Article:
5 Things to Know about the Salton Sea

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5 Things to Know about the Salton Sea
Birds linger near the shoreline of the Salton Sea in Imperial County, CA on April 18, 2015. Scientists and environmentalists are trying to find ways to save the sea. Decades of runoff from agricultural farming has polluted the water and as the sea dries, airborne pollutants could scatter throughout the region. Additionally, the Sea provides refuge for migrating birds. (Photo by Bonnie Jo Mount/The Washington Post via Getty Images)
A dead fish lies on the shore next to the North Shore Yacht Club at the Salton Sea, California on March 19, 2015. California's largest lake is facing major environmental problems with a decreasing water level, increasing salinity and algae issues. (Photo by Mark Ralston, AFP/Getty Images)
Waves break on the shore next to the North Shore Yacht Club at the Salton Sea, California on March 19, 2015. California's largest lake is facing major environmental problems with a decreasing water level, increasing salinity and algae issues. (Photo by Mark Ralston, AFP/Getty Images)
Dead fish cover the shoreline as a father an son head out to fish the Salton Sea in Mecca, CA on April 18, 2015. The North Shore Beach and Yacht Club, background, was once a destination for celebrities and tourists. In later years it was abandoned. Several years ago it was restored and now serves as a community center. (Photo by Bonnie Jo Mount/The Washington Post via Getty Images)
A pelican flies above the Salton Sea in Imperial County, CA on April 18, 2015. The ongoing drought and modified farming practices have reduced water to the sea and increased its salinity. The sea provides refuge for a variety of wildlife. Scientists and environmentalists are trying to find ways to save the sea. Decades of runoff from agricultural farming has polluted the water and as the sea dries, airborne pollutants could scatter throughout the region. (Photo by Bonnie Jo Mount/The Washington Post via Getty Images)
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An air of decline and strange beauty permeates the Salton Sea, the largest lake in California that is on the verge of drying up as it competes against coastal cities for dwindling water resources amid a historic drought.

WATER TRANSFERS TO SAN DIEGO ARE DRYING UP CALIFORNIA'S LARGEST LAKE

The sale of water from California's Imperial Valley to San Diego deprives the Salton Sea of farm runoff, its main source of inflows. After 2017, San Diego and other local water agencies are no longer required to deliver water to the Salton Sea to help offset the losses.

The state of California has agreed to spearhead efforts to restore the lake and offset environmental damages from the water sale. In 2007, it proposed a $9 billion plan to create a horseshoe-shaped lake in the northern basin and saline habitat in other parts of the lake. Less ambitious plans have also been floated, but little has been done.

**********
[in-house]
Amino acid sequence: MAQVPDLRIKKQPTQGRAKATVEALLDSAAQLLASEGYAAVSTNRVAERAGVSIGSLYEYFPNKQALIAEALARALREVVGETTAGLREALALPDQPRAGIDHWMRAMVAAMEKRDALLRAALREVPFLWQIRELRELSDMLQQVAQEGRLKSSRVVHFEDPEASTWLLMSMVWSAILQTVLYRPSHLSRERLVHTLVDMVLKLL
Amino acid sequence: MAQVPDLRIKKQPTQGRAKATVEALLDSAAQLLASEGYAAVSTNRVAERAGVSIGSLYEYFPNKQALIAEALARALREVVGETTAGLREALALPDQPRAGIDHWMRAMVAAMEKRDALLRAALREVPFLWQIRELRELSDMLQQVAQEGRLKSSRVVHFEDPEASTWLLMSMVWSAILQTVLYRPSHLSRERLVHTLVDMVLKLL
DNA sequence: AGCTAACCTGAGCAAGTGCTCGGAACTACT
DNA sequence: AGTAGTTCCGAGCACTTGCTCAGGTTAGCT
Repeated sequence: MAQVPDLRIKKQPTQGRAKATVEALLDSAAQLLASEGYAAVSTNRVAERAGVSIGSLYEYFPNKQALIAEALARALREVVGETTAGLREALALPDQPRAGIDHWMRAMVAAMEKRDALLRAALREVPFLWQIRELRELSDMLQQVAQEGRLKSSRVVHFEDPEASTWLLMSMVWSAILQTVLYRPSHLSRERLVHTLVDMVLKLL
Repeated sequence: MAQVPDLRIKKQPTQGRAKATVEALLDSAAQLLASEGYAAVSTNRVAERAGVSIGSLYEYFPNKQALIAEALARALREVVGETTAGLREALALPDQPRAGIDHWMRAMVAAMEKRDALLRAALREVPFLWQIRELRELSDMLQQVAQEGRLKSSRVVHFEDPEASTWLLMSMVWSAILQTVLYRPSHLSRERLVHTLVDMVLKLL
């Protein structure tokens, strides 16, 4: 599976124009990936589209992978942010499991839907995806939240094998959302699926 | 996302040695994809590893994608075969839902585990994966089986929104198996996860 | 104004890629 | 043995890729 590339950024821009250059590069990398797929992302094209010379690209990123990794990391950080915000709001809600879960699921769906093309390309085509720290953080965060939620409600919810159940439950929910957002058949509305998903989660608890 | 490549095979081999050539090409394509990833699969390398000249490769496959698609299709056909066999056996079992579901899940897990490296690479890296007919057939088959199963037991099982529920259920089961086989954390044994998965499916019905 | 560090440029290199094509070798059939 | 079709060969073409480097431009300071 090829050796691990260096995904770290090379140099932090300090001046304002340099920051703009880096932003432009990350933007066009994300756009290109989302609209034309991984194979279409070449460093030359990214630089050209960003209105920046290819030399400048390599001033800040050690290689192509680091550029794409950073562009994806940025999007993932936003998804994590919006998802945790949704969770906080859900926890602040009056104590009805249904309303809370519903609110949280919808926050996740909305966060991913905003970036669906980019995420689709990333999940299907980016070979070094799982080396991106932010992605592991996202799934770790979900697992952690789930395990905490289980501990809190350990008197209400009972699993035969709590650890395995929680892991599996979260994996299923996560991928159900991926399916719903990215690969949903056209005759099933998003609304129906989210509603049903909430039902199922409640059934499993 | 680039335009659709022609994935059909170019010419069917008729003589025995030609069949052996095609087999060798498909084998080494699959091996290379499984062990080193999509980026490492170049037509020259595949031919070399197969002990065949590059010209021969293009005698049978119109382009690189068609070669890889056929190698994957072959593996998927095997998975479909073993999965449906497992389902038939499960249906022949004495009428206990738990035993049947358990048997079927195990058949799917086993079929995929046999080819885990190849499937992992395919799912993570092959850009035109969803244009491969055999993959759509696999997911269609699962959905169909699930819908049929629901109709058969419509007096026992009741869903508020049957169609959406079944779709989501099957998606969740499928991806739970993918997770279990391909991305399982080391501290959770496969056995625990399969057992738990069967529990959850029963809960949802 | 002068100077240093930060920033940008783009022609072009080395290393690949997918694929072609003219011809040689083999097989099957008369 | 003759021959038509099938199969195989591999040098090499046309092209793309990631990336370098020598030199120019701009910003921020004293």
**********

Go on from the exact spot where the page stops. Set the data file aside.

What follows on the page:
EXPOSED LAKEBEDS STIR DUST, EXACERBATING RESPIRATORY ILLS

The lake's shrinkage has exposed about 18 square miles of salt-encrusted lakebed since 2005. Pacific Institute, which has done extensive research on the lake, estimates that about 100 additional square miles will be exposed by 2030 without preventive measures and another 50 square miles by 2045.

Imperial County's air quality already fails federal and state standards, and public health experts warn that increased dust from Salton Sea lakebed will make it worse.

FISH KILLS ARE COMMON

Winds periodically stir hydrogen sulfide from the bottom of the lake, stripping oxygen from water closer to the surface, producing a rotten-egg stench and killing fish.

More than 60 species of fish have been brought to the Salton Sea over the years, said Chris Schoneman, project leader of the Sonny Bono Salton Sea National Refuge. The hearty tilapia are the only ones left in abundance, and increasingly salinity endangers them.

MORE THAN 400 BIRD SPECIES ARE SPOTTED

The Sonny Bono Salton Sea National Wildlife Refuge has recorded 424 species of birds. Located on the Pacific flyway, heavy migrations of waterfowl, marsh and seabirds occur during spring and fall. For them, the lake is a desert oasis from vast stretches of rock and sand.

IT HAS ONE OF NORTH AMERICA'S LARGEST GEOTHERMAL DEPOSITS

Magma from the earth's center rises through shifting tectonic plates, drawing about a dozen geothermal plants to the lake's southern shores.

A shrinking lake is actually good for geothermal development. Energy Source LLC opened the first new geothermal plant in 20 years in 2012, a $400 million investment. Vince Signorotti, vice president for resources and real estate assets, says exposed lakebed is potentially new territory for exploration.

Salton Sea

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